CME: Hog Slaughter Lower Than a Year Ago

US - Livestock futures ended the week on a high note as most hog and cattle contracts continued to build on earlier gains, write Steve Meyer and Len Steiner.
calendar icon 2 August 2010
clock icon 4 minute read

Sharply higher grain prices are clearly negative for producer profitability going forward and higher cattle and hog prices reflect the higher costs of doing business later this year and in 2011. 2011 corn futures are above $4 per bushel despite expectations of good yields this fall. The rise in corn prices, they are up by more than 60 cents or 18 per cent since late June, has in part resulted from a reassessment of current corn stocks. Both the supply and quality of corn appears to be worse than previously thought.

More recently grain markets have been buoyed by reports of wheat crop troubles in Russia and other former Soviet countries. As it was the case with Australia a couple of years ago, it takes time for the full extent of the damage to become known and we are seeing reports of even lower production prospects for wheat, barley and other grains in that part of the world. December Chicago wheat prices were up by more 34 cents per bushel on Friday and for the week they gained some 74 cents per bushel. For the week, Decmber corn and November soybeans were up 24 and 26 cents, respectively.

In addition to a more bullish outlook for grain prices later this year and in 2011, livestock futures have also benefited from strong grains in product markets. Pork continues to lead the parade, with very strong prices for a number of items. Pork bellies hit $135 /cwt this week, a new all time record. August belly futures on Friday were $103.5 /cwt, which is not all that unusual as basis levels tend to be the highest during this time of year. Pork supplies are very tight despite relatively high carcass weights for this time of year. Hog slaughter for the week was reported to be 7.3 per cent lower than the previous year and even with the gains in carcass weights, total production for the week was down 6.8 per cent. Note that carcass weights for the last two weeks are considered provisional and we will see if USDA goes backs and revises them lower, which was the case earlier in July.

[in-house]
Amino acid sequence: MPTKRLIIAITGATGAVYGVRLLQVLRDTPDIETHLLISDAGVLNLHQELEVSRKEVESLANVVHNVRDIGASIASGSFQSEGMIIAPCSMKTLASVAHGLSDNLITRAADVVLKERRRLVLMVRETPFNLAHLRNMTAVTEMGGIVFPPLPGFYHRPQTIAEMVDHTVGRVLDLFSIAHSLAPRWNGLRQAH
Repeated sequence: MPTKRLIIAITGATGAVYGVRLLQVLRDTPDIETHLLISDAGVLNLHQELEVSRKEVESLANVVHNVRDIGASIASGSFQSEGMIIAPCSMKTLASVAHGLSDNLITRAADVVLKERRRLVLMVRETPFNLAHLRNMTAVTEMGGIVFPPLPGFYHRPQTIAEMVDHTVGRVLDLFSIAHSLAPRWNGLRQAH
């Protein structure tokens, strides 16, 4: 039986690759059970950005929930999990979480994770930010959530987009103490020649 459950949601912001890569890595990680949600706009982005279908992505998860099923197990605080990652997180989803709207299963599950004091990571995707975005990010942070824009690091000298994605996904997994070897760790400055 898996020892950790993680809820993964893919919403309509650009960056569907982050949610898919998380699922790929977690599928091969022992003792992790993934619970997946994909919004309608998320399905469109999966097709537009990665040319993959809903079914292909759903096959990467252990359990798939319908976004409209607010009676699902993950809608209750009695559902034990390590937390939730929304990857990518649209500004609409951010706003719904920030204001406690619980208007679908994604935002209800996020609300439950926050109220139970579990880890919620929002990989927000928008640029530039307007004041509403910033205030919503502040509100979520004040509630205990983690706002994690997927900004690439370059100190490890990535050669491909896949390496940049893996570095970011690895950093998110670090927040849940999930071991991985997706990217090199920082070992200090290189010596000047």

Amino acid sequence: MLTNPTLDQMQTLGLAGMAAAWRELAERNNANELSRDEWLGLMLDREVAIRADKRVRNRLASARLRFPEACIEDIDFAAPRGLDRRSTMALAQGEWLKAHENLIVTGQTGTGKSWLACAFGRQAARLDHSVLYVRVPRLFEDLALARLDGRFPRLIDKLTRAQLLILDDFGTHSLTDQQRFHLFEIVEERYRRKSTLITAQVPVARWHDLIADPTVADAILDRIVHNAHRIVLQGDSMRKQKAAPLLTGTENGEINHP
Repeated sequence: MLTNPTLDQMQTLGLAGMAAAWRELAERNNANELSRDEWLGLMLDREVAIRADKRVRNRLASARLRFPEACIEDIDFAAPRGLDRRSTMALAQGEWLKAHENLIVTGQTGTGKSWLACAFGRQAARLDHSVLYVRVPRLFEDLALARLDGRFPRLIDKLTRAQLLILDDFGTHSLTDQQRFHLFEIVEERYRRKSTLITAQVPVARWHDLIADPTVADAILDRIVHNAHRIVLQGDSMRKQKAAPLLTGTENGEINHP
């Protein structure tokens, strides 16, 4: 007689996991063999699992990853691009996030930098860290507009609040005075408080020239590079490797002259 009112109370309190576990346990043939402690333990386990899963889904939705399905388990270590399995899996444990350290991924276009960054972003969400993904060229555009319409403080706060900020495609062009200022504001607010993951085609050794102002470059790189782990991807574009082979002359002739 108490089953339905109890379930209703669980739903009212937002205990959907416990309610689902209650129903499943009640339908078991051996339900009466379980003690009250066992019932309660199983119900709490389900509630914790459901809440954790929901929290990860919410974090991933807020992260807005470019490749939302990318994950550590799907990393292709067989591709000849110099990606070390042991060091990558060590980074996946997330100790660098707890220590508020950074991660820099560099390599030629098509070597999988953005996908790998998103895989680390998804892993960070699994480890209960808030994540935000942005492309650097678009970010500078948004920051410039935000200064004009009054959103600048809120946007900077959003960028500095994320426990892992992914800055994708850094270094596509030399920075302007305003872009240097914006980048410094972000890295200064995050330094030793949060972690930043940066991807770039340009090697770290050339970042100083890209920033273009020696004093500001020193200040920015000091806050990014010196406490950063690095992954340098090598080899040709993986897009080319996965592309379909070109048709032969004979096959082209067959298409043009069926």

On the one hand, hot and humid weather should contribute to lower weights especially as temperatures in key production areas are higher than a year ago. However, we suspect that very strong pork prices have encouraged producers to be very aggressive in feeding animals and maybe hold them on feed a bit longer. After all, hog slaughter since 1 June (latest Hogs and Pigs report date) has been on average 4.6 per cent lower than a year ago. Based on the USDA hogs and pigs inventory numbers, slaughter for the period in question should have been around 3 per cent lower than the previous year. Cattle weights, on the other hand remain well below year ago levels and also below the five year average. It is understandable that with more cows in the slaughter mix weights will be lower but the magnitude of the decline points to a more dramatic change in both the cattle being placed on feed as well as feed rations and rate of weight gains.

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